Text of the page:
Press excluded from monk sex trial

By Hamish Mackay

Journalists have been excluded from the initial stages of the trial
of a monk accused of sexually assaulting a woman in Aberdeen
University’s chaplaincy building.

Sheriff Kenneth Stewart took the highly unusual step of excluding
the media, despite the fact that the first two witnesses were to give
evidence via a CCTV link.

The exclusion order came at the trial
at Aberdeen Sheriff Court of Father Mark Paterson. At the time of the
alleged offence, the chaplaincy was being run by Carmelite friars.

A
procedure of excluding the public is normal in sheriff court and high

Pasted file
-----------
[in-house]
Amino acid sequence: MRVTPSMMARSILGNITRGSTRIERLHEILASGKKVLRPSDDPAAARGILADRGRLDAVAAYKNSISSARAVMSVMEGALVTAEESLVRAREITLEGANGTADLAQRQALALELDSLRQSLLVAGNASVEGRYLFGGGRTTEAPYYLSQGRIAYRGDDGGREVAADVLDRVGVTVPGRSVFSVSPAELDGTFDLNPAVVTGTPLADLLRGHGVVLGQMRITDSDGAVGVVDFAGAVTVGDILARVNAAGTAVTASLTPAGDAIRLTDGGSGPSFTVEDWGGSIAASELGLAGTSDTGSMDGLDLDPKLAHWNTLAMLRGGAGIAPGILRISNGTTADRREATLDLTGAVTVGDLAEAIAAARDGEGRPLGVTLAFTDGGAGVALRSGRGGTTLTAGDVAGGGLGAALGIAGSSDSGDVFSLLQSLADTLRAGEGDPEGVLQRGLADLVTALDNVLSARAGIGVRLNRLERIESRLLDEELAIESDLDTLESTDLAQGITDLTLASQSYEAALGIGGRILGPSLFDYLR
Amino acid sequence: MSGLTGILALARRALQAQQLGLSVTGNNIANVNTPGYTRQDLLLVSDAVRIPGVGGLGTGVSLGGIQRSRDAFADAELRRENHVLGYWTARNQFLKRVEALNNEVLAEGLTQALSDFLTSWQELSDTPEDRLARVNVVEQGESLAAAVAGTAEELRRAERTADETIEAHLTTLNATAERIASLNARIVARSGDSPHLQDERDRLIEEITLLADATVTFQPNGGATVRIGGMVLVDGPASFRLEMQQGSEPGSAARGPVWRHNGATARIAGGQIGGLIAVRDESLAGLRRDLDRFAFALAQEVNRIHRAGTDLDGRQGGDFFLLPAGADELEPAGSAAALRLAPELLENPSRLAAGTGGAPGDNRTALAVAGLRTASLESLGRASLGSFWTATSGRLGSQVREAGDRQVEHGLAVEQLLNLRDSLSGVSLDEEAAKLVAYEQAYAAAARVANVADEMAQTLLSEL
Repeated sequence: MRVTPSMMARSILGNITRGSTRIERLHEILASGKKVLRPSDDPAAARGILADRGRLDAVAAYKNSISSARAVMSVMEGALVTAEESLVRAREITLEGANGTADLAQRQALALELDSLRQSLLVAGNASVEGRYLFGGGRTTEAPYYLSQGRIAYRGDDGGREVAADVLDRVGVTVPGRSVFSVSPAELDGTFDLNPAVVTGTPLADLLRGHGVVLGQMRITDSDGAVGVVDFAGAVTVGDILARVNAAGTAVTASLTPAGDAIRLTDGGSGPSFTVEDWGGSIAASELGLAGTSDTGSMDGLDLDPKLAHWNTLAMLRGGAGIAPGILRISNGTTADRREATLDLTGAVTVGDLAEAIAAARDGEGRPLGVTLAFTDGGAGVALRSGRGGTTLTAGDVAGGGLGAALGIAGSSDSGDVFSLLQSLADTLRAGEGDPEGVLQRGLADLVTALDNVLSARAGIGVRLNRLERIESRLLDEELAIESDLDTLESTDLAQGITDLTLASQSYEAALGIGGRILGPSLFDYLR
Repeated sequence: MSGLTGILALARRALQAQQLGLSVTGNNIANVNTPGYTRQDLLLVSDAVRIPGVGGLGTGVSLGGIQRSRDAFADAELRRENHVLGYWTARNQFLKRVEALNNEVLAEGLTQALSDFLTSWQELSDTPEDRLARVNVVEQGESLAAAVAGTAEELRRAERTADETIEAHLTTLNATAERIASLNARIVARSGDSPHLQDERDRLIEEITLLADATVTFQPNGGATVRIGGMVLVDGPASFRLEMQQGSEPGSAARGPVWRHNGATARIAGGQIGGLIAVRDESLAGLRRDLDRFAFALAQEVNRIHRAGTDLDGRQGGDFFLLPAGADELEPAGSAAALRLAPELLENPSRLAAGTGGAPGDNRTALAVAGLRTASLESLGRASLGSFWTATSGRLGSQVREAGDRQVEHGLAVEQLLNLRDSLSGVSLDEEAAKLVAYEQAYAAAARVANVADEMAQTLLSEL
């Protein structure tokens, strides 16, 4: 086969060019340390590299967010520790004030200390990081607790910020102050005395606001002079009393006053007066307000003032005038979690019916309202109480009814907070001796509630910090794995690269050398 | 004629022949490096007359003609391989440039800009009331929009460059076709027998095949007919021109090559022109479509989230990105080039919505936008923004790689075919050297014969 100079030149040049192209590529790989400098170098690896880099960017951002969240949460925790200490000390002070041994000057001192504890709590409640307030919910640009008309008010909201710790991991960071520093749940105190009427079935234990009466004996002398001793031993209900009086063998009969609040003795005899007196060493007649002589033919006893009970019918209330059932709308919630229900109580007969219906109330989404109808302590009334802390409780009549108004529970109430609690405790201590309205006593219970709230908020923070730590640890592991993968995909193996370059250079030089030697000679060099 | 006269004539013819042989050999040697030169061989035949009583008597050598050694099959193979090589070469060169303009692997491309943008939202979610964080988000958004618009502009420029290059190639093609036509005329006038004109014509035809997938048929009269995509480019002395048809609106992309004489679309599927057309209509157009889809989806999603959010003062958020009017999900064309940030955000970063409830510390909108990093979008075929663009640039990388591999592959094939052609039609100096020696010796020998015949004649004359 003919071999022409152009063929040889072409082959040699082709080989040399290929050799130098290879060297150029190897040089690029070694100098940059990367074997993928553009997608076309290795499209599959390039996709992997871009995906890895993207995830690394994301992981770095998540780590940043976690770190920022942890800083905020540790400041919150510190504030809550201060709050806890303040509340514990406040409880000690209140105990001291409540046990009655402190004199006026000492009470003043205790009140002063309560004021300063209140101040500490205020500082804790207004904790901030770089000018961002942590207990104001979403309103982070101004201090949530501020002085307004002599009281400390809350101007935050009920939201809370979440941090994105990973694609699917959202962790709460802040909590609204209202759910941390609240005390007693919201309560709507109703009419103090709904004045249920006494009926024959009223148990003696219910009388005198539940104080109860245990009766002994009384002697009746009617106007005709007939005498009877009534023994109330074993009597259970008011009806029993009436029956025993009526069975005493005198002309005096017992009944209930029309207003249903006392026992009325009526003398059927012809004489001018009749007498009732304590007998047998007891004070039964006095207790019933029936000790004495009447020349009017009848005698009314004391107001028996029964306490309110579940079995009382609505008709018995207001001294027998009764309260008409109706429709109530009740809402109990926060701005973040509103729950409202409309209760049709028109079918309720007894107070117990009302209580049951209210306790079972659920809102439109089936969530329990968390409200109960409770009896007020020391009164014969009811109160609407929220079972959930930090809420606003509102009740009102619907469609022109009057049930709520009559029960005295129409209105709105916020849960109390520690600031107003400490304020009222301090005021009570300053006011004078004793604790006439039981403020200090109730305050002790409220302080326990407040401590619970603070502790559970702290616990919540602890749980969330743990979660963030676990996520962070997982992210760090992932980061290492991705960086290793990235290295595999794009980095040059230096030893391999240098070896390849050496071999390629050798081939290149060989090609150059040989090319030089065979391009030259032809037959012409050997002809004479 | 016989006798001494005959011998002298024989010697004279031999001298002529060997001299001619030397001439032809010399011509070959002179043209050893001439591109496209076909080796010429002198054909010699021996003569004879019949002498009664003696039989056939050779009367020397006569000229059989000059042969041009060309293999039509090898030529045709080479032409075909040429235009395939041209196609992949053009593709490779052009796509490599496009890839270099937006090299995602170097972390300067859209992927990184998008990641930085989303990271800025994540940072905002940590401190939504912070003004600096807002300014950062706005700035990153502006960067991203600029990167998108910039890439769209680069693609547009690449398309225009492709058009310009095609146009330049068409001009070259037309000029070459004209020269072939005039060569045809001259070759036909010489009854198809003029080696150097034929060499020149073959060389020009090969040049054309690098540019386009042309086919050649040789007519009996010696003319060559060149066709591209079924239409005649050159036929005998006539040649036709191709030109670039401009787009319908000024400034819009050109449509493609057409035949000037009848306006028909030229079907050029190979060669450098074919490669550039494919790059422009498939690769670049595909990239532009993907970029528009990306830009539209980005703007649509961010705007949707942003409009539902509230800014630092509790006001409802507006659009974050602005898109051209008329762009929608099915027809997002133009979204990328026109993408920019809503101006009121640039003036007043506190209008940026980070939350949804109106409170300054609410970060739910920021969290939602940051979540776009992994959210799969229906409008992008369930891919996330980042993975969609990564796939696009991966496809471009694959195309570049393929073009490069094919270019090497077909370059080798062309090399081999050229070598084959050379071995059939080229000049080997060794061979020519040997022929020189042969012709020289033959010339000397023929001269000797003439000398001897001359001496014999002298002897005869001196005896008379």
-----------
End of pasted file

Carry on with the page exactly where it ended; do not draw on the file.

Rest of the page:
court trials in Scotland that involve allegations of a sexual nature.

However, journalists are normally allowed to remain in court while the evidence is given, to produce fair and balanced reports.

Before the first witness was called Gertie Wallace, depute procurator fiscal, asked that her evidence be taken in closed court.

She
said the witness, who was to give evidence on a CCTV link from another
location, was concerned about the presence of members of the public in
the courtroom and felt she would be unable to speak if she was aware of
their presence.

Wallace made the motion under section 19 (3) of
the Criminal Procedures Act, explaining that the first two witnesses
were of “particular vulnerability”.

The court remained closed
throughout the day, and the case has been continued until 19 August
when it is expected to resume in private session.

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